BingItOn - Enter a search and BingItOn retrieves a set of results from both Google and Bing, but doesn’t idenetify which set is which. Have students evaluate which set of results is better, identify criteria for good results and learn that using additional search tools has value. (via: Online. 36.6 (November-December 2012): p13)
I suspect I’m starting to sound like a Google employee, but I’m just testing out lots of Google stuff for a bunch of workshops coming up.
This short screencast shows the new real time search feature in action. For hot topics with timely content, you may see a scrolling news feed of updates appearing in your search results. Results are pulled from Twitter, FriendFeed, news sites, blogs and more. (more at Search Engine Land) If you don’t see any real time updates, use the sidebar options to limit to “Latest” results or to “Updates”.
This screencast also shows a preview of the redesign that Google has been testing. Note the changes in the sidebar. These types of limiters have been available for a while, but they’ve been hiding behind a little “show options” link. In this redesign, all the options will be very visible. I like it!
Google has just added some more handy search filters to the “show options” side panel that they introduced last May.
Today, we’re announcing nine new Search Options tools: past hour, specific date range, more shopping sites, fewer shopping sites, visited pages, not yet visited, books, blogs and news. These features have been rolling out gradually and will be available globally in English by the end of the day. You can try them yourself by searching Google and clicking “Show options” in the blue bar just under the logo. (source: Google Blog)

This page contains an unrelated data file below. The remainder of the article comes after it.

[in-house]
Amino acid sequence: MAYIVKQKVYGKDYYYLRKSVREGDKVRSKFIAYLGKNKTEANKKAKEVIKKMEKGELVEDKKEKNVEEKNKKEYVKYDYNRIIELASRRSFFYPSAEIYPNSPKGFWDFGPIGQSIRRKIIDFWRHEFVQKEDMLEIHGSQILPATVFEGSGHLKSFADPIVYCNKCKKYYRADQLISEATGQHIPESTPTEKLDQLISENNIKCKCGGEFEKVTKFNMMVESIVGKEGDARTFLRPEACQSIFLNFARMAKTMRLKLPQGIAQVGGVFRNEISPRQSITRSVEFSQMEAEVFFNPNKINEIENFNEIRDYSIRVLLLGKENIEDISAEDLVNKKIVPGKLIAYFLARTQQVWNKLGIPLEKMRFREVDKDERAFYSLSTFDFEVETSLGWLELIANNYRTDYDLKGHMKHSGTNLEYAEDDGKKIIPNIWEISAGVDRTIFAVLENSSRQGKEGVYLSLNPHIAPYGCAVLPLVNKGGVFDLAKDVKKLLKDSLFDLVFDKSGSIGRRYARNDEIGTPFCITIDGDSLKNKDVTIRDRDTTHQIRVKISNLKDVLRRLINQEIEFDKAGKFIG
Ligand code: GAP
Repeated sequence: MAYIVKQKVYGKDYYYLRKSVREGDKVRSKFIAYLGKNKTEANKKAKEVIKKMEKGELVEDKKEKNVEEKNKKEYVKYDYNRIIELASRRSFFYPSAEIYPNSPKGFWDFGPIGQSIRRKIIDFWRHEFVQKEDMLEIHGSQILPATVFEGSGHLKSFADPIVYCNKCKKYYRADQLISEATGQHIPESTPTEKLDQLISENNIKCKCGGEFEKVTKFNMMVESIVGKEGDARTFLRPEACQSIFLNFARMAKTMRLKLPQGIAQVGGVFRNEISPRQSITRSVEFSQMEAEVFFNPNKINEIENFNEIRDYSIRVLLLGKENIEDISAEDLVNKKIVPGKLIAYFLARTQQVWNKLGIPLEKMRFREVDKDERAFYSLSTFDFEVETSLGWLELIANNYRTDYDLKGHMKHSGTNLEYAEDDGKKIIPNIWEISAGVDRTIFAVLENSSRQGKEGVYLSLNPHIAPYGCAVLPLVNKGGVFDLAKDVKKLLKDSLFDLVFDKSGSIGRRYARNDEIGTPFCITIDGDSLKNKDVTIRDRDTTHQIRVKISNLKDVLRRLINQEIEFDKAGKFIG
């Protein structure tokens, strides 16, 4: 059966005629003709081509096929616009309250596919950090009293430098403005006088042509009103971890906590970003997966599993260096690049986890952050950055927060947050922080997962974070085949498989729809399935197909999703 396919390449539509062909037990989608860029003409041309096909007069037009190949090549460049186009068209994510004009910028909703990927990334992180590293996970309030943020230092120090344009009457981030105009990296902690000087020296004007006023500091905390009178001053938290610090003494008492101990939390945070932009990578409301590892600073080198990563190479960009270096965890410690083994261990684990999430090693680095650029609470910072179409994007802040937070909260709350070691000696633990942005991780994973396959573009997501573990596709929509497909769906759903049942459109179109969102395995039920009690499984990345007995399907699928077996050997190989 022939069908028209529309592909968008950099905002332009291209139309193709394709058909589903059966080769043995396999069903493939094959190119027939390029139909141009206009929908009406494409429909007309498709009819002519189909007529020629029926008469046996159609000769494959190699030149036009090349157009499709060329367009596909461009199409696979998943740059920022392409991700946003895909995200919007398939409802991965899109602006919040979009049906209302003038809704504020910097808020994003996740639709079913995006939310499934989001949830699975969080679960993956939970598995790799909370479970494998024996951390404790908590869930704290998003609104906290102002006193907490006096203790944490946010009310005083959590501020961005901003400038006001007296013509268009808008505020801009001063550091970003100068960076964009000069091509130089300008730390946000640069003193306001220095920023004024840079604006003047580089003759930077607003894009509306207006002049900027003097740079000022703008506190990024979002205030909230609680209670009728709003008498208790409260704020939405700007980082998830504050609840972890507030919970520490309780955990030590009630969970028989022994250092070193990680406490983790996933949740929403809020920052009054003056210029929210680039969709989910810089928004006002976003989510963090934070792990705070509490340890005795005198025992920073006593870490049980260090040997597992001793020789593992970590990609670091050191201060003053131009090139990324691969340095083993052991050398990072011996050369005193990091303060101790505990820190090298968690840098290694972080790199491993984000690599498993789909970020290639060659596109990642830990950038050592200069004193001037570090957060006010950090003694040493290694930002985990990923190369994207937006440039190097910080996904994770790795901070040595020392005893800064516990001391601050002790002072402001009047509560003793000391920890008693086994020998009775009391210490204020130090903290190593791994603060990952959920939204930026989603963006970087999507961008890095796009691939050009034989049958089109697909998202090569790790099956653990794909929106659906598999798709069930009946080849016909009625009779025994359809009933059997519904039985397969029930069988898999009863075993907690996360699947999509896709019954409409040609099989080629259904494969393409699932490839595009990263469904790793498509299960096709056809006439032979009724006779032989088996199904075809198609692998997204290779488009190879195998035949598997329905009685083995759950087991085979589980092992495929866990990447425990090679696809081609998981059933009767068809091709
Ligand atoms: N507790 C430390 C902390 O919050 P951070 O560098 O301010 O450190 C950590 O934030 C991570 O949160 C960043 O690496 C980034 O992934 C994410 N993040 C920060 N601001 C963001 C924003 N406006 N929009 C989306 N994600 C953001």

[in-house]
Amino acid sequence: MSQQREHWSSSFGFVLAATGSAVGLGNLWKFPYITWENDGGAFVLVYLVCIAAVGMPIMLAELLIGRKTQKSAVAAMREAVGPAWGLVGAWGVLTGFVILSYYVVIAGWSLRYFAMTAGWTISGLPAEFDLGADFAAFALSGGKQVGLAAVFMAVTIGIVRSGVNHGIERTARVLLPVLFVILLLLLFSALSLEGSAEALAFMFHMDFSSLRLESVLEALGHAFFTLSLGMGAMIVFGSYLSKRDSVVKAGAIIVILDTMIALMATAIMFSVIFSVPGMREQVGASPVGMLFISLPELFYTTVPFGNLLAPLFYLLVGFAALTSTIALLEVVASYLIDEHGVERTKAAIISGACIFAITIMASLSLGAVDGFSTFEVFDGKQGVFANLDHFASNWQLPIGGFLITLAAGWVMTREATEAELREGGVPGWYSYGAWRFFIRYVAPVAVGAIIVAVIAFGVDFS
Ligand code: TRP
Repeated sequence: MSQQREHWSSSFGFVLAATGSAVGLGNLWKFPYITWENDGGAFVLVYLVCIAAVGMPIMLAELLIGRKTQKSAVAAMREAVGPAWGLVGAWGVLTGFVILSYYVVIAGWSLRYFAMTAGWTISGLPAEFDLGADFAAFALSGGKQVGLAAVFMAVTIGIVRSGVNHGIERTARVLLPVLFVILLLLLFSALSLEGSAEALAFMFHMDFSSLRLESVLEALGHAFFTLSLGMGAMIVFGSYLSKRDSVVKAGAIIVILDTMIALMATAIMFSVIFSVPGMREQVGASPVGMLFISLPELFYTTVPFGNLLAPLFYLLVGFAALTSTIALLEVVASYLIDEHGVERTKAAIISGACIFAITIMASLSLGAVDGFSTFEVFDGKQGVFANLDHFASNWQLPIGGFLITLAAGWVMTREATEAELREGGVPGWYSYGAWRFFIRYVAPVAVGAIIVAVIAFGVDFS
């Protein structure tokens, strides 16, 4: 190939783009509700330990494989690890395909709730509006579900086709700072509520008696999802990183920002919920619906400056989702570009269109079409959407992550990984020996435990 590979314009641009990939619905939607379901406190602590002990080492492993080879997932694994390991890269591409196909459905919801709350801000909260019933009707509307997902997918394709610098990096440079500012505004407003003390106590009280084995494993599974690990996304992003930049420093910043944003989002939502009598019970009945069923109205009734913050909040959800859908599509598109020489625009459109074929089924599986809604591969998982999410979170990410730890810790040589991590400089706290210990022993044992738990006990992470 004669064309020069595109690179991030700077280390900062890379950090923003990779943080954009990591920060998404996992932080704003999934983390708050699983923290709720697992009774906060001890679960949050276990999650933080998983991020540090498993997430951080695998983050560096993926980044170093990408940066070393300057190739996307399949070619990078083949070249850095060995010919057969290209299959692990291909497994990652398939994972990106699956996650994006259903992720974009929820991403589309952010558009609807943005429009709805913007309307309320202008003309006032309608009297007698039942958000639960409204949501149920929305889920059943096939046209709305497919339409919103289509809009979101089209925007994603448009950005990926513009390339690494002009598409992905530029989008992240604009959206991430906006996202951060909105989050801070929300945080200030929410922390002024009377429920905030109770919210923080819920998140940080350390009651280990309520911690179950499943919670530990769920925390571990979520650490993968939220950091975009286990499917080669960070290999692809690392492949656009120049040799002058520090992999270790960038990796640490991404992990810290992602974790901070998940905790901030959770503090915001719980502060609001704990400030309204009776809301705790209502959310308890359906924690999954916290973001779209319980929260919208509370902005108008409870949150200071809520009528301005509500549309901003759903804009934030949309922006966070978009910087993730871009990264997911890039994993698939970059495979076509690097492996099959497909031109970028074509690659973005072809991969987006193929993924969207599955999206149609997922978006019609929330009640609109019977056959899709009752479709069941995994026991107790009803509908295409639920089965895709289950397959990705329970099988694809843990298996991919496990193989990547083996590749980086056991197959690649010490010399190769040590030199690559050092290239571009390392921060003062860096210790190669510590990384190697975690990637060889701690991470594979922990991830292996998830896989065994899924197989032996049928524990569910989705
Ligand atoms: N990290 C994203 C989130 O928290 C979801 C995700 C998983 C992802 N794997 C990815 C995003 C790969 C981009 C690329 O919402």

I use this side panel all the time now and with each new bunch of search filters, it becomes even more helpful. I love the Timeline Feature to get a very rough idea of how long a particular product, term or concept has been kicking around. The Wonder Wheel is great fun to get an idea of related terms when my mind goes blank. Images from the Page helps me find screenshots and photos that are often more relevant than the regular Images search. And I think I’m going to love the Fewer Shopping Sites feature (ok and maybe the More Shopping Sites one too!)
(via: Phil Bradley’s weblog)
Barcode your bookshelf with Google Books features a short video that shows how to use a bar code scanner to enter your books into your personal library on Google Books. I don’t have a scanner, but I bet lots of you do! Handy, fast way to get lots of books entered quickly.
Why bother adding books to Google Books? As they note at the end of the video, once you’ve built a collection, you can easily search the full text of just your own book collection. Handy for those times that you can’t remember which of your books has the information you’re looking for.
A new tool for finding data and doing calculations was released in March. I just heard about it today – several times in fact – I’m a few weeks behind on the “buzz”.
Wolfram Alpha is NOT a search engine – “It’s a computational knowledge engine: it generates output by doing computations from its own internal knowledge base, instead of searching the web and returning links.” (source)
What does that mean? If you’re looking for data or something that can be computed, Wolfram Alpha will try to figure it out and give you an answer. It’s not searching the web and returning web pages that might have an answer. It’s drawing on a big collection of data to try and get the right information for you.
It can be a bit fussy about what you put in, so do take a look at their page of examples to get a feel for what it can do.
A couple of searches I tested:
- Roses – returned info on the plant taxonomy
- Nutritional info - how much fiber is in that apple?
- How long has it been since…
And my all time favorite that was used in an NPR piece on Wolfram Alpha
- You’re my 2nd cousin once removed? – in my family this is crucial info for any family reunion!
Try it out. What do you think? Did you find some great searches to share?